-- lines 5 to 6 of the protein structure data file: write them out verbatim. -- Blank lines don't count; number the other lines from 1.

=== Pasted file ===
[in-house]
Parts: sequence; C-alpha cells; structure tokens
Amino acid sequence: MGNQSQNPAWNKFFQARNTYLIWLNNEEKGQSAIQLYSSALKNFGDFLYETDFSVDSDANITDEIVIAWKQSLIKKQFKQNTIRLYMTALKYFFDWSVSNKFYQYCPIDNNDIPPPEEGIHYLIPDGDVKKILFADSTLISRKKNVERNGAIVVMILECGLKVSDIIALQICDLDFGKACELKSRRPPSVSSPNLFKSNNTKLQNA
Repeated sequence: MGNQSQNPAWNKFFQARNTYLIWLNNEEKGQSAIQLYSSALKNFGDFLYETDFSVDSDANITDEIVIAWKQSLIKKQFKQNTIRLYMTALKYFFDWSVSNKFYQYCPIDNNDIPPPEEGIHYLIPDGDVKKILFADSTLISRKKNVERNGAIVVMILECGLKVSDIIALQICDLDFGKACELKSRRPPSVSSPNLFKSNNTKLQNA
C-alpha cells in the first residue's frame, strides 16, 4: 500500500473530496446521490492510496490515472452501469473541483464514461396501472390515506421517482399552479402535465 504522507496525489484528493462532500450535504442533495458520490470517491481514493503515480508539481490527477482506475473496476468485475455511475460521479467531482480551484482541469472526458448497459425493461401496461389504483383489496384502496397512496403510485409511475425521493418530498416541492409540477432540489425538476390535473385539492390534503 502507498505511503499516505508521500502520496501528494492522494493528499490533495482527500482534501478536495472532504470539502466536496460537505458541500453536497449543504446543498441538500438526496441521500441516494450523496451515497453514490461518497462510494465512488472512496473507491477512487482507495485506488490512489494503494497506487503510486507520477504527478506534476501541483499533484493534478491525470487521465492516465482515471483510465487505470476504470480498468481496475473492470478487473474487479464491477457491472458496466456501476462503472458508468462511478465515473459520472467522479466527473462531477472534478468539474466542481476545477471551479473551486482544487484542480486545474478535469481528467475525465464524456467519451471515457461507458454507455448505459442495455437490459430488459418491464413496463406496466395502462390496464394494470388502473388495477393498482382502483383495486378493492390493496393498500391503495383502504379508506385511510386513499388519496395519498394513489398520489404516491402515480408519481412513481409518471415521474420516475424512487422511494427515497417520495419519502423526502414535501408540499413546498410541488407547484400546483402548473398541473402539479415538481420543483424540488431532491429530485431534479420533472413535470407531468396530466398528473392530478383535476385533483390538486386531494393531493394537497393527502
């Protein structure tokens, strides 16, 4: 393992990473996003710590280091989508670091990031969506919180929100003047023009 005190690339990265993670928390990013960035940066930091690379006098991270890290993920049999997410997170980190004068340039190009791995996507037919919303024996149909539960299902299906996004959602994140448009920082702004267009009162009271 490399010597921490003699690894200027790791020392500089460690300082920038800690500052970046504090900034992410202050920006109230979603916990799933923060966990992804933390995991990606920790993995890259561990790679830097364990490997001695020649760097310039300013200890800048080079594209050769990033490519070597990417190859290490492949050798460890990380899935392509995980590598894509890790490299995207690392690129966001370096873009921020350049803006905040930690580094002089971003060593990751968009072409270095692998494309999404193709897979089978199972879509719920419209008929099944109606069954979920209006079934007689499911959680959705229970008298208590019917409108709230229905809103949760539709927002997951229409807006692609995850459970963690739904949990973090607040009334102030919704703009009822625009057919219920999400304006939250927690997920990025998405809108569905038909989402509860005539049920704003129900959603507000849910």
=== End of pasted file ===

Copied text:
C-alpha cells in the first residue's frame, strides 16, 4: 500500500473530496446521490492510496490515472452501469473541483464514461396501472390515506421517482399552479402535465 504522507496525489484528493462532500450535504442533495458520490470517491481514493503515480508539481490527477482506475473496476468485475455511475460521479467531482480551484482541469472526458448497459425493461401496461389504483383489496384502496397512496403510485409511475425521493418530498416541492409540477432540489425538476390535473385539492390534503 502507498505511503499516505508521500502520496501528494492522494493528499490533495482527500482534501478536495472532504470539502466536496460537505458541500453536497449543504446543498441538500438526496441521500441516494450523496451515497453514490461518497462510494465512488472512496473507491477512487482507495485506488490512489494503494497506487503510486507520477504527478506534476501541483499533484493534478491525470487521465492516465482515471483510465487505470476504470480498468481496475473492470478487473474487479464491477457491472458496466456501476462503472458508468462511478465515473459520472467522479466527473462531477472534478468539474466542481476545477471551479473551486482544487484542480486545474478535469481528467475525465464524456467519451471515457461507458454507455448505459442495455437490459430488459418491464413496463406496466395502462390496464394494470388502473388495477393498482382502483383495486378493492390493496393498500391503495383502504379508506385511510386513499388519496395519498394513489398520489404516491402515480408519481412513481409518471415521474420516475424512487422511494427515497417520495419519502423526502414535501408540499413546498410541488407547484400546483402548473398541473402539479415538481420543483424540488431532491429530485431534479420533472413535470407531468396530466398528473392530478383535476385533483390538486386531494393531493394537497393527502
């Protein structure tokens, strides 16, 4: 393992990473996003710590280091989508670091990031969506919180929100003047023009 005190690339990265993670928390990013960035940066930091690379006098991270890290993920049999997410997170980190004068340039190009791995996507037919919303024996149909539960299902299906996004959602994140448009920082702004267009009162009271 490399010597921490003699690894200027790791020392500089460690300082920038800690500052970046504090900034992410202050920006109230979603916990799933923060966990992804933390995991990606920790993995890259561990790679830097364990490997001695020649760097310039300013200890800048080079594209050769990033490519070597990417190859290490492949050798460890990380899935392509995980590598894509890790490299995207690392690129966001370096873009921020350049803006905040930690580094002089971003060593990751968009072409270095692998494309999404193709897979089978199972879509719920419209008929099944109606069954979920209006079934007689499911959680959705229970008298208590019917409108709230229905809103949760539709927002997951229409807006692609995850459970963690739904949990973090607040009334102030919704703009009822625009057919219920999400304006939250927690997920990025998405809108569905038909989402509860005539049920704003129900959603507000849910």